The Southwestern Historical Quarterly, Volume 102, July 1998 - April, 1999 Page: 267
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In 1901 rancher Dix Van Dyke settled in a Southern California desert town
called Daggett, where silver veins and borax mines had produced a small, boom-
ing community some twenty years earlier. The town served as an important rail-
road connection and water supply and thus a supply center for the area. As a
point of civilization in the unfriendly and isolated Mojave, it also met the inter-
ests and needs of those who most likely did not assimilate very well in more
While a resident of Daggett, Dix assumed the role of local historian, observing
with a keen eye events that ranged from the tedious and boring to the wild and
wooly. His rich narrative-much more lively than the many memoirs of the Old
West that merely catalogue daily life, and more realistic than the shoot-'em-up
Hollywood depictions-captures a place and time larger than one isolated lo-
cale. Perhaps without intending it but by accident accomplishing it, he recounts
life in Daggett within the context of the larger frontier (as a place and as a state
of mind) and demonstrates through his storytelling the changes not only on the
frontier but nationwide that the opening of the twentieth century dictated.
Contributing to the uniqueness of Dix's storytelling was his crossing paths in
Daggett with personages like John Muir and John C. Van Dyke, Dix's uncle and
an Eastern establishment art critic and author. Dix's father, who settled the fami-
ly in this desert outpost, was something of a well-known naturalist, author, and
engineer who actually initiated a successful project to pipe water out of the
mountains of California and into San Diego. Like many who ventured West, he
brought some less distinguished baggage with him and an unorthodox view of
life that he passed on to his son. All of this provided the makings for a colorful
Editor Peter Wild discovered Dix's reminiscences in the Barstow Pnnter Review,
a local paper that published periodic articles authored by Dix carrying such titles
as "The Pioneer Story" and "Pioneers" (p. 18). Wild merged these with a copy of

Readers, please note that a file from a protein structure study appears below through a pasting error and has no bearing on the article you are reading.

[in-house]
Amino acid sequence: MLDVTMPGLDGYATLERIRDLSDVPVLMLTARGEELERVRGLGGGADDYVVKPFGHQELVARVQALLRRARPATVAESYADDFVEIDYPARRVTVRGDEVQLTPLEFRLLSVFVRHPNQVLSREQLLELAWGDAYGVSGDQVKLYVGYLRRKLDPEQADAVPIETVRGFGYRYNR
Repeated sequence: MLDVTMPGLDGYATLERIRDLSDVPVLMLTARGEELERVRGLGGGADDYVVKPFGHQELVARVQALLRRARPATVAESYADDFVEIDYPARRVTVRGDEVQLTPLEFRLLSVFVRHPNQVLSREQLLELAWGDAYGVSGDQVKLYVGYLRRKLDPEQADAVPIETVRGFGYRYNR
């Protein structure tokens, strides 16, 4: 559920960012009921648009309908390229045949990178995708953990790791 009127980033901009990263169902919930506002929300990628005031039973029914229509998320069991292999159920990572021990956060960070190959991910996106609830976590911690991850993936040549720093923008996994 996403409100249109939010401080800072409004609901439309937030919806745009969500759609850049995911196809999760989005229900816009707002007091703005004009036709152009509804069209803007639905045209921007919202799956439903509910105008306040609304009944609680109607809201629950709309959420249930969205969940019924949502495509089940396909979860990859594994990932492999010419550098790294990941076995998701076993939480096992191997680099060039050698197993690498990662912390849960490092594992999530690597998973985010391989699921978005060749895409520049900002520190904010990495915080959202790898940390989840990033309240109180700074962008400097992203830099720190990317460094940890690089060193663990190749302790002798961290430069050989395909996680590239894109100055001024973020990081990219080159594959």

what was probably Dix's original manuscript to produce Lfe in a Mojave Frontier
Town. His introduction and epilogue are helpful in introducing the reader to
the town and its colorful raconteur and in carrying Daggett's story to the pre-
sent. Dix's account affirms Wild's contention that the frontier rarely remained
uncivilized-"where conflicting brute strength provided the only rule"-very
long. Rather, as a new century opened and the changes it brought had their im-
pact on such communities, a frontier experience that tolerated a broad range of
behavior nevertheless increasingly set limits through custom and law and dis-
played the accoutrements of a more urban society.
Dix uses conversational dialogue throughout, which enlivens his account but
may distract those who question the veracity of reconstructed conversations. The
thirty-plus photographs reinforce the visual images that Dix creates and reflect
the town's evolution from turn-of-the century frontier to more modern town.
His stories do not ignore racial conflict and economic rivalry or female influ-
ence. In regard to the latter, he describes the "fillet de joys" (p. 44) in some de-
tail but also speaks of the mother and sister who arrived in Daggett with a herd
of goats. "Long before," Dix related, "the old folks had separated, and the girl
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Texas State Historical Association. The Southwestern Historical Quarterly, Volume 102, July 1998 - April, 1999, periodical, 1999; Austin, Texas. (texashistory.unt.edu/ark:/67531/metapth101219/m1/310/: accessed May 25, 2017), University of North Texas Libraries, The Portal to Texas History, texashistory.unt.edu; crediting Texas State Historical Association.